racket (n.1)

"loud, disorderly, confusing noise," 1560s, probably imitative. Klein and Century Dictionary compare Gaelic racaid "noise, disturbance," but OED says this "is no doubt from Eng."

Meaning "dishonest activity" (1785) is perhaps an extended sense, from the notion of "something going on" or "noise or disturbance made to distract a pick-pocket's victim." Or it might be from racquet, via the notion of "a game," or from or reinforced by rack-rent "extortionate rent." There also was a verb racket "carry on eager or energetic action" (1753), and the gangster sense might be via the notion of "exciting and unusual." Weakened sense of "way of life, one's line of business" is by 1891.

racket (n.2)

"handled paddle or netted bat used in tennis, etc.;" see racquet.

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Definitions of racket from WordNet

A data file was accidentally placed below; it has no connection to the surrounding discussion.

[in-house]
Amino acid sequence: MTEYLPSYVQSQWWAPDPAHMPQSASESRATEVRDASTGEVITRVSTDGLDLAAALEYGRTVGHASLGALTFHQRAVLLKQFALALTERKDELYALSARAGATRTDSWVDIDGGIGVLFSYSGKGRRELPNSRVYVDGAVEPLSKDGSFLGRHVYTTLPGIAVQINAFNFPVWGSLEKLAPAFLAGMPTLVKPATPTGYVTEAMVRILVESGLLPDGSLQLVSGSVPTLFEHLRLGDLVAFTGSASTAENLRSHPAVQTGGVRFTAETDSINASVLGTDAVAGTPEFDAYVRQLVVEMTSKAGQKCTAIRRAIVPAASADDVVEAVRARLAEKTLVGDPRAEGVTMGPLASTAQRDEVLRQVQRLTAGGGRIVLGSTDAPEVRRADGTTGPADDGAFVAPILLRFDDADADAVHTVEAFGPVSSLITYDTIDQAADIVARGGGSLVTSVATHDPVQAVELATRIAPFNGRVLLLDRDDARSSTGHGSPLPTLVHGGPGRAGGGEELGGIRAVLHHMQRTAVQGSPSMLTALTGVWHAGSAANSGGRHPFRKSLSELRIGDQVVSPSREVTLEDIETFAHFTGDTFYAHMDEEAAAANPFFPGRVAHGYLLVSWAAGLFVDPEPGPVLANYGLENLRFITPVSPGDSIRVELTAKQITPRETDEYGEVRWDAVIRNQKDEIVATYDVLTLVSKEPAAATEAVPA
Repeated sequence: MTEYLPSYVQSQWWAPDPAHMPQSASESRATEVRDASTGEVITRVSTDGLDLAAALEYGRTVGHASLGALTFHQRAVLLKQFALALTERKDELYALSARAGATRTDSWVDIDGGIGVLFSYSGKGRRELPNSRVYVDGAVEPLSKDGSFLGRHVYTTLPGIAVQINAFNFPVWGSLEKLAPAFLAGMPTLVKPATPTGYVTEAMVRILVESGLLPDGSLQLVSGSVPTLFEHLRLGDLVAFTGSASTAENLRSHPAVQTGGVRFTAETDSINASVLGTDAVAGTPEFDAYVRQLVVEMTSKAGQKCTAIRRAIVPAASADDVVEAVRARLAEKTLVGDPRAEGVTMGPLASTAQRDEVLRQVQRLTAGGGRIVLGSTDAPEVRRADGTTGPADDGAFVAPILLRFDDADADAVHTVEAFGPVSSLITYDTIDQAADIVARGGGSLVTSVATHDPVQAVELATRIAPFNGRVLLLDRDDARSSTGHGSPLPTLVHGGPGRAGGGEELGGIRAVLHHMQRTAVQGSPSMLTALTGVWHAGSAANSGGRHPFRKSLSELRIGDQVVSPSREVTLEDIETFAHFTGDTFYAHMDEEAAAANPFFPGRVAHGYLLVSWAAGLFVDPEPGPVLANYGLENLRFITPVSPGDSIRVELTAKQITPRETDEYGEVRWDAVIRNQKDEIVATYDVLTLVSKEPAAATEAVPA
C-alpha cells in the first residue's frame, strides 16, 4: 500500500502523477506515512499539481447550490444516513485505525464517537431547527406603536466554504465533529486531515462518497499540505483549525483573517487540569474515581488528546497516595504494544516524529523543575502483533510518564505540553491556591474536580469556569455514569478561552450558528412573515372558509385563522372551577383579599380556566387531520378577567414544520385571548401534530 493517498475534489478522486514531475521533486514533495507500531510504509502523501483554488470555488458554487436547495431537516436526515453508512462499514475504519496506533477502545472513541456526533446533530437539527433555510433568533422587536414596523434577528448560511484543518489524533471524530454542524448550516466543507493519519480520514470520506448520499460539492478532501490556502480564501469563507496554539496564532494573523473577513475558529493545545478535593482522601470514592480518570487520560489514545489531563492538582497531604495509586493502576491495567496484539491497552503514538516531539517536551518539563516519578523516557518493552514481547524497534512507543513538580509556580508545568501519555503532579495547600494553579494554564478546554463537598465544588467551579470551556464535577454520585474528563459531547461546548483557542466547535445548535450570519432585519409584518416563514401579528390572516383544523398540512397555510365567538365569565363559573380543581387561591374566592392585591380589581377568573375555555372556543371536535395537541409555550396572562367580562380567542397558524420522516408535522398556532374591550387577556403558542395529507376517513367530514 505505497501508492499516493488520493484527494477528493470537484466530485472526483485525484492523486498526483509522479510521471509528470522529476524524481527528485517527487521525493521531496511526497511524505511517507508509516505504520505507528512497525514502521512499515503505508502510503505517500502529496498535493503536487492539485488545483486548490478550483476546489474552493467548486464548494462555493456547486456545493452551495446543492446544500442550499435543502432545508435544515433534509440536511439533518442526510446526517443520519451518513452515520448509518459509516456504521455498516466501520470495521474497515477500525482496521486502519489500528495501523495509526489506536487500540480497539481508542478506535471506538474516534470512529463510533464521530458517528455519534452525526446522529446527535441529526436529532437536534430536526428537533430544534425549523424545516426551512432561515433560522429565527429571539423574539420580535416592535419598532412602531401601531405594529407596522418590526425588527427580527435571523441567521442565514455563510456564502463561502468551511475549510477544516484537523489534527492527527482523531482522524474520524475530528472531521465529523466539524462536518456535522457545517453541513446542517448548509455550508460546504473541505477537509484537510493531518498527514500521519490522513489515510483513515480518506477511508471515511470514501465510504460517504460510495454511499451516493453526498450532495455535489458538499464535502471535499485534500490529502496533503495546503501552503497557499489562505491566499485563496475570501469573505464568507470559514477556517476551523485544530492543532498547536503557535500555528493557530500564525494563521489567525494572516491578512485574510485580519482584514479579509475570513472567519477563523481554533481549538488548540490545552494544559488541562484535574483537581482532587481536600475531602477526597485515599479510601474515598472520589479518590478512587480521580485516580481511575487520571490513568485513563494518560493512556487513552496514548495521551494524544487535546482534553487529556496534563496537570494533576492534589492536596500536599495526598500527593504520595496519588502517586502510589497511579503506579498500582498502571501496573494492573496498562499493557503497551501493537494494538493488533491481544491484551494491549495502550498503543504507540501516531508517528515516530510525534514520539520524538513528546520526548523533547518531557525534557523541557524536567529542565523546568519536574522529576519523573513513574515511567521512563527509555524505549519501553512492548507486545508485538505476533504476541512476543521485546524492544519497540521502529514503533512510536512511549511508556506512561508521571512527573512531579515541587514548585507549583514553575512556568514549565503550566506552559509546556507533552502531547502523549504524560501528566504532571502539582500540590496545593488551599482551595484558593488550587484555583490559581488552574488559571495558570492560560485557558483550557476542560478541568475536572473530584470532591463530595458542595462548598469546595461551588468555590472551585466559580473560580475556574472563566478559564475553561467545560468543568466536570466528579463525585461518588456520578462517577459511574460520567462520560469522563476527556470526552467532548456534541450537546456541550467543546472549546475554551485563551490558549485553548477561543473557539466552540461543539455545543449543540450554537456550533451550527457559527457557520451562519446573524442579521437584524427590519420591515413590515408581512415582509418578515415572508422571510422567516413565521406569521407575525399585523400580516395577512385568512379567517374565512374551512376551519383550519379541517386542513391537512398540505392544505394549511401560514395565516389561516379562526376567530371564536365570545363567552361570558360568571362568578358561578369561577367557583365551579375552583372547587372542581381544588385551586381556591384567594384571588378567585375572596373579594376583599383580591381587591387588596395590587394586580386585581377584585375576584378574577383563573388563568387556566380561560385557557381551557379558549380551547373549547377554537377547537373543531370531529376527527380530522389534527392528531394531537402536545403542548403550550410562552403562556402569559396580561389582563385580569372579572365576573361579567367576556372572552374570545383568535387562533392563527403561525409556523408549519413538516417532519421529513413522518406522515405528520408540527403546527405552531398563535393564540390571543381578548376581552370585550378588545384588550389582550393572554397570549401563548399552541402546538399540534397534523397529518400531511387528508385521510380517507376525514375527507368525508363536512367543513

racket (n.)
a loud and disturbing noise;
racket (n.)
an illegal enterprise (such as extortion or fraud or drug peddling or prostitution) carried on for profit;
Synonyms: fraudulent scheme / illegitimate enterprise
racket (n.)
the auditory experience of sound that lacks musical quality; sound that is a disagreeable auditory experience;
Synonyms: noise / dissonance
racket (n.)
a sports implement (usually consisting of a handle and an oval frame with a tightly interlaced network of strings) used to strike a ball (or shuttlecock) in various games;
Synonyms: racquet
racket (v.)
celebrate noisily, often indulging in drinking; engage in uproarious festivities;
Synonyms: revel / make whoopie / make merry / make happy / whoop it up / jollify / wassail
racket (v.)
make loud and annoying noises;
racket (v.)
hit (a ball) with a racket;